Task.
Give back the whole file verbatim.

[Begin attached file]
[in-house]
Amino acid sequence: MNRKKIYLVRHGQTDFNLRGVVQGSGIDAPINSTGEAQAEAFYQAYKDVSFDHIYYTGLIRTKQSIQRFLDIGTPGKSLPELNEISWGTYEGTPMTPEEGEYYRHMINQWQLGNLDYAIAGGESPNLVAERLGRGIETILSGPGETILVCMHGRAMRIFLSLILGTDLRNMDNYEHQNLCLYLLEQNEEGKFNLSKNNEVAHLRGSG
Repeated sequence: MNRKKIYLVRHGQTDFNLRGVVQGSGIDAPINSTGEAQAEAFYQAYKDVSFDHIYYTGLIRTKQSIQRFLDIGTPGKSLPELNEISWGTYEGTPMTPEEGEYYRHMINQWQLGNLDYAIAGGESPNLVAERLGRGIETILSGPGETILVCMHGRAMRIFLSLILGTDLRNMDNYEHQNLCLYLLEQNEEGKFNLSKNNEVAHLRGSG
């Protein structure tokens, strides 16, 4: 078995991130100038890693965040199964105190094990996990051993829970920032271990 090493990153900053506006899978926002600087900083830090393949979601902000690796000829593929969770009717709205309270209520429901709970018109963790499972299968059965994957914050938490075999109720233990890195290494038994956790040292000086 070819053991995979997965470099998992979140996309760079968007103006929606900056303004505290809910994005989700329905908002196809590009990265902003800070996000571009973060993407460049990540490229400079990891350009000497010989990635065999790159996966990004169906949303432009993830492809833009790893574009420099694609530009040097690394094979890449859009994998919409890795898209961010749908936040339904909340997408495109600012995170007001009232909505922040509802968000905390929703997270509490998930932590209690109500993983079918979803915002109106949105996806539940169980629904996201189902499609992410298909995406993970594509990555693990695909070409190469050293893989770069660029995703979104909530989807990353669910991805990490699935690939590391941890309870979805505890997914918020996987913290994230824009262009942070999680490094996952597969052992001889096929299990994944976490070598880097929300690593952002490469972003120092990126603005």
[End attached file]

[in-house]
Amino acid sequence: MNRKKIYLVRHGQTDFNLRGVVQGSGIDAPINSTGEAQAEAFYQAYKDVSFDHIYYTGLIRTKQSIQRFLDIGTPGKSLPELNEISWGTYEGTPMTPEEGEYYRHMINQWQLGNLDYAIAGGESPNLVAERLGRGIETILSGPGETILVCMHGRAMRIFLSLILGTDLRNMDNYEHQNLCLYLLEQNEEGKFNLSKNNEVAHLRGSG
Repeated sequence: MNRKKIYLVRHGQTDFNLRGVVQGSGIDAPINSTGEAQAEAFYQAYKDVSFDHIYYTGLIRTKQSIQRFLDIGTPGKSLPELNEISWGTYEGTPMTPEEGEYYRHMINQWQLGNLDYAIAGGESPNLVAERLGRGIETILSGPGETILVCMHGRAMRIFLSLILGTDLRNMDNYEHQNLCLYLLEQNEEGKFNLSKNNEVAHLRGSG
């Protein structure tokens, strides 16, 4: 078995991130100038890693965040199964105190094990996990051993829970920032271990 090493990153900053506006899978926002600087900083830090393949979601902000690796000829593929969770009717709205309270209520429901709970018109963790499972299968059965994957914050938490075999109720233990890195290494038994956790040292000086 070819053991995979997965470099998992979140996309760079968007103006929606900056303004505290809910994005989700329905908002196809590009990265902003800070996000571009973060993407460049990540490229400079990891350009000497010989990635065999790159996966990004169906949303432009993830492809833009790893574009420099694609530009040097690394094979890449859009994998919409890795898209961010749908936040339904909340997408495109600012995170007001009232909505922040509802968000905390929703997270509490998930932590209690109500993983079918979803915002109106949105996806539940169980629904996201189902499609992410298909995406993970594509990555693990695909070409190469050293893989770069660029995703979104909530989807990353669910991805990490699935690939590391941890309870979805505890997914918020996987913290994230824009262009942070999680490094996952597969052992001889096929299990994944976490070598880097929300690593952002490469972003120092990126603005």